New drive at Dunhill
The archetypal British firm is bridging the class gap
That most quintessentially British of brands Alfred Dunhill might seem a little out of place at a Swiss watch trade fair. But under the creative guidance of watch aficionado Tom Bolt, Dunhill's watches are moving up in the world.
'Dunhill watches are a bridge between oversize sports watches and classy dress watches,' Mr Bolt said. The collection was moving into the twin avenues of cars and facet watches and positioning itself as a serious watchmaker.
'We are getting away from an unwanted fashion-watch image,' Mr Bolt said. That meant all Dunhill's men's watches would feature mechanical movements and, aside from one exception, they would all be automatic.
But serious watches did not necessarily have to be boring.
'Although we're making especially high-end watches, we also believe that watches should be fun. We are exploring the innovative side of watches,' he said.
Last year's smash hit was the CityTamer, a bold rectangular watch with a case split horizontally in two. A visible black gasket traced the line through the join where the two halves were clamped together. This year, the watch is back, with 400 pieces being made in both gold and steel versions. This year's model of the watch comes with easily interchangeable bracelets.
Shorter and chunkier than the CityTamer, the CityDrifter has been designed for people with narrow wrists. Mr Bolt said this watch sat 'closer to the dress side of the bridge', and had a unisex feel for men and women.
The Parody Rose plays up the brand's image as the ultimate in English couture, taking its inspiration from the country's national flower. It's also the collection's showiest watch.
'Apparently this year, bling is king,' Mr Bolt said.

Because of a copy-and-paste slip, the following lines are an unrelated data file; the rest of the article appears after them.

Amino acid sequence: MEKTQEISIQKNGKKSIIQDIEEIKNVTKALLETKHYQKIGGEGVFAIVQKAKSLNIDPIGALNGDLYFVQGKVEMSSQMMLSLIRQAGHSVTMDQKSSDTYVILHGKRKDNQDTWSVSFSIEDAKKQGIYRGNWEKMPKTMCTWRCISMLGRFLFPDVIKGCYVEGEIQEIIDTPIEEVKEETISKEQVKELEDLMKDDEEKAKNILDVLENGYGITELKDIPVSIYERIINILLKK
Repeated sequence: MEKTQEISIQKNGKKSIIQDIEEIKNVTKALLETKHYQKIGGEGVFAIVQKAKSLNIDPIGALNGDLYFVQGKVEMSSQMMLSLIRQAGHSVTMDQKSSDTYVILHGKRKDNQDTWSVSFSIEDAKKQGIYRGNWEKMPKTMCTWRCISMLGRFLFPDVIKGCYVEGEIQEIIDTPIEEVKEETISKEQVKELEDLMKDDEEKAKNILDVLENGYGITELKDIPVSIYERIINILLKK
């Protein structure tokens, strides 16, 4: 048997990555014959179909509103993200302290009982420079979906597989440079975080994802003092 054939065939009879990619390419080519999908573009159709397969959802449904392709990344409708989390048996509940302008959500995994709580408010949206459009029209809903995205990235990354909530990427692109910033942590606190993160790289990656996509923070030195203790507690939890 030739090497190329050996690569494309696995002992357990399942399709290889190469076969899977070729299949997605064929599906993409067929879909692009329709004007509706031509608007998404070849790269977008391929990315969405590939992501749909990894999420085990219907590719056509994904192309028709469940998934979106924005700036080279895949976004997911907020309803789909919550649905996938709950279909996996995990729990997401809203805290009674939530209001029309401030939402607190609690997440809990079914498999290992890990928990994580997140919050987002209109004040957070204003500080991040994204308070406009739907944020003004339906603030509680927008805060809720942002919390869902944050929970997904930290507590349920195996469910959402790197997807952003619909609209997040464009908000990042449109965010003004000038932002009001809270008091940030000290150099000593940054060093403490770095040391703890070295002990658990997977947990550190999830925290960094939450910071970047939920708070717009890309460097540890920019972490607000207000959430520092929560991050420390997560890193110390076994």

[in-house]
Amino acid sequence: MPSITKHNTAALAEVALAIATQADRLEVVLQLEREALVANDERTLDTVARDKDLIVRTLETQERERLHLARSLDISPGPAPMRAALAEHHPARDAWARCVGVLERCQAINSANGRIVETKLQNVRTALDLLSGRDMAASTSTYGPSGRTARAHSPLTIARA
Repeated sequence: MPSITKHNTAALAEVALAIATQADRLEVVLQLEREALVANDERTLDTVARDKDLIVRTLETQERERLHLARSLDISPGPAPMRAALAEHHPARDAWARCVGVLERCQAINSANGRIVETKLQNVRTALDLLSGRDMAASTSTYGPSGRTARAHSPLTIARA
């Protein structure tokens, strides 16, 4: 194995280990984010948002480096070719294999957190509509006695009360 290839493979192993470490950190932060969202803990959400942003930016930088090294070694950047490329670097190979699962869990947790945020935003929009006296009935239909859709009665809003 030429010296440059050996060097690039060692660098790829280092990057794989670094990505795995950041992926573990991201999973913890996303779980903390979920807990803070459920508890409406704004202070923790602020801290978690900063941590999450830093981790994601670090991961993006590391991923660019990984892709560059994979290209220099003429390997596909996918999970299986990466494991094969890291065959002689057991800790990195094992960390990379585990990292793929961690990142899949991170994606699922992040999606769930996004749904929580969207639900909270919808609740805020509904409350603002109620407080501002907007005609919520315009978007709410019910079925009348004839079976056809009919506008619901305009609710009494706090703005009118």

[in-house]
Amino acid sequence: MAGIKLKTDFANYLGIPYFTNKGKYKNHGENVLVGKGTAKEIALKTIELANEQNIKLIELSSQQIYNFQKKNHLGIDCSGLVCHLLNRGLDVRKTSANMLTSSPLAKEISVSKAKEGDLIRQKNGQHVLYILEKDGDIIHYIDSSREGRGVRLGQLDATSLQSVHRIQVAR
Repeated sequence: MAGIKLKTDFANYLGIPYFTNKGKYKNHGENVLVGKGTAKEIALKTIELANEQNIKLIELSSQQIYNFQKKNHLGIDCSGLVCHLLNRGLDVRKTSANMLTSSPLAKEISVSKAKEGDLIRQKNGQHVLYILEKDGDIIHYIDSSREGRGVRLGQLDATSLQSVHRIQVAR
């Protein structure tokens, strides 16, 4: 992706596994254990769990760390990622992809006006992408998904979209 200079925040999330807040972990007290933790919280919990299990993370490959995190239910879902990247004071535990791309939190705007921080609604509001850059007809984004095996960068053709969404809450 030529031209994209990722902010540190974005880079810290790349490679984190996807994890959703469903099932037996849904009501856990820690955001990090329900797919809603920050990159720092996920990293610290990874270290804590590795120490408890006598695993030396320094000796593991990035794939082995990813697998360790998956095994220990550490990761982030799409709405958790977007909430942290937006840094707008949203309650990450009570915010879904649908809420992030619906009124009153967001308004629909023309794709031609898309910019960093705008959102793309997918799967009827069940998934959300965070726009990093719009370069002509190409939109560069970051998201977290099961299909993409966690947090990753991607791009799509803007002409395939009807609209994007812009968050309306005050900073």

Back on the more active side of the designer's 'bridge', Dunhill's new driving watch is called the BobbyFinder SP25. Featuring an exclusive Dunhill movement, the large round watch takes its name from one of the quirkiest products the brand has produced in the past. The original BobbyFinders were binocular goggles for drivers to spot policemen (known as 'bobbies' in British slang) at a distance, released in the early 1900s after Alfred Dunhill was caught speeding. The watch has interchangeable bezels for different occasions.
The chronograph in the range includes a novel feature, the subject of the brand's first patent for the year. 'On chronographs, the buttons can be a hassle. So on this watch, you can rotate the bezel and they retract,' Mr Bolt said.
Also on the subject of cars, the Car Watch which takes its cue from classic driving watches of the 1950s. The watch's limited edition number comes on a plate attached to the front of the face, but as it comes with a spare plate, owners will be able to swap it for something more personal - such as their car's registration number.
Completing the driving watch collection is the Wheel Watch, which takes its design inspiration from the wheel spinners on classic Aston Martin sports cars - and the slightly more conservative PressureHead.